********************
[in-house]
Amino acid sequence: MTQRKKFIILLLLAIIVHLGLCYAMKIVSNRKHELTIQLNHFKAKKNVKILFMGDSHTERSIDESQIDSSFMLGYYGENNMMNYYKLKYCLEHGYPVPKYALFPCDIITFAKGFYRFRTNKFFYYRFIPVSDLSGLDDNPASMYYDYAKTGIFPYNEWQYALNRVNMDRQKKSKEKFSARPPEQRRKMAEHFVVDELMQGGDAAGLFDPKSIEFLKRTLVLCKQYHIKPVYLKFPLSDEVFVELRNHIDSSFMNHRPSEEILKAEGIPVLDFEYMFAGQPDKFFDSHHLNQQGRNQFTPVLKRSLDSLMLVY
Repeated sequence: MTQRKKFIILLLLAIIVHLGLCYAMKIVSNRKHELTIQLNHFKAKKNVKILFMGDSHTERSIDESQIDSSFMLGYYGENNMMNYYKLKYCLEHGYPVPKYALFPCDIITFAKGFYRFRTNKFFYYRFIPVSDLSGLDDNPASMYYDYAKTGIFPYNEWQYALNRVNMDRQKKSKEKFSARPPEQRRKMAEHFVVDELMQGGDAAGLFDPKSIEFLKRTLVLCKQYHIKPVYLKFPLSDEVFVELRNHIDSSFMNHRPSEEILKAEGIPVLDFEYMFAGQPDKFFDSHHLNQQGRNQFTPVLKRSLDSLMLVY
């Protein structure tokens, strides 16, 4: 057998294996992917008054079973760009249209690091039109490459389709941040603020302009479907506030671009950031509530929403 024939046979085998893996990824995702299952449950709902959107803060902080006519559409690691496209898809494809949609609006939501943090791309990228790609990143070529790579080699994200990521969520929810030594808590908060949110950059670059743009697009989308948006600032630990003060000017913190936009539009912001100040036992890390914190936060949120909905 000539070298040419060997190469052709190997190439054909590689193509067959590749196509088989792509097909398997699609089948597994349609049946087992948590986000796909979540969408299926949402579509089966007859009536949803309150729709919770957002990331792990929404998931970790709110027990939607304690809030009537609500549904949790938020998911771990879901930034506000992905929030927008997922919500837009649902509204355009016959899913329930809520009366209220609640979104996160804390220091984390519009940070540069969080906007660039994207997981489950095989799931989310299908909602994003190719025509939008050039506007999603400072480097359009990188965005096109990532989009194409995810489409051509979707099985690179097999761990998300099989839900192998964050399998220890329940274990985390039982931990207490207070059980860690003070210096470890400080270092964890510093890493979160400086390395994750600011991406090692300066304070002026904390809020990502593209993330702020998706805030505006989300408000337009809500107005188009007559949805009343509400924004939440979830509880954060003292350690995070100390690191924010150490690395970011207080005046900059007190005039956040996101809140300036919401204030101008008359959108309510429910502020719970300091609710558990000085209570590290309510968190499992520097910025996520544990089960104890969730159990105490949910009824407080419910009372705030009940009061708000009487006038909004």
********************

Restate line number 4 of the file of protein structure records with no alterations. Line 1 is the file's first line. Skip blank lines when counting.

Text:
């Protein structure tokens, strides 16, 4: 057998294996992917008054079973760009249209690091039109490459389709941040603020302009479907506030671009950031509530929403 024939046979085998893996990824995702299952449950709902959107803060902080006519559409690691496209898809494809949609609006939501943090791309990228790609990143070529790579080699994200990521969520929810030594808590908060949110950059670059743009697009989308948006600032630990003060000017913190936009539009912001100040036992890390914190936060949120909905 000539070298040419060997190469052709190997190439054909590689193509067959590749196509088989792509097909398997699609089948597994349609049946087992948590986000796909979540969408299926949402579509089966007859009536949803309150729709919770957002990331792990929404998931970790709110027990939607304690809030009537609500549904949790938020998911771990879901930034506000992905929030927008997922919500837009649902509204355009016959899913329930809520009366209220609640979104996160804390220091984390519009940070540069969080906007660039994207997981489950095989799931989310299908909602994003190719025509939008050039506007999603400072480097359009990188965005096109990532989009194409995810489409051509979707099985690179097999761990998300099989839900192998964050399998220890329940274990985390039982931990207490207070059980860690003070210096470890400080270092964890510093890493979160400086390395994750600011991406090692300066304070002026904390809020990502593209993330702020998706805030505006989300408000337009809500107005188009007559949805009343509400924004939440979830509880954060003292350690995070100390690191924010150490690395970011207080005046900059007190005039956040996101809140300036919401204030101008008359959108309510429910502020719970300091609710558990000085209570590290309510968190499992520097910025996520544990089960104890969730159990105490949910009824407080419910009372705030009940009061708000009487006038909004």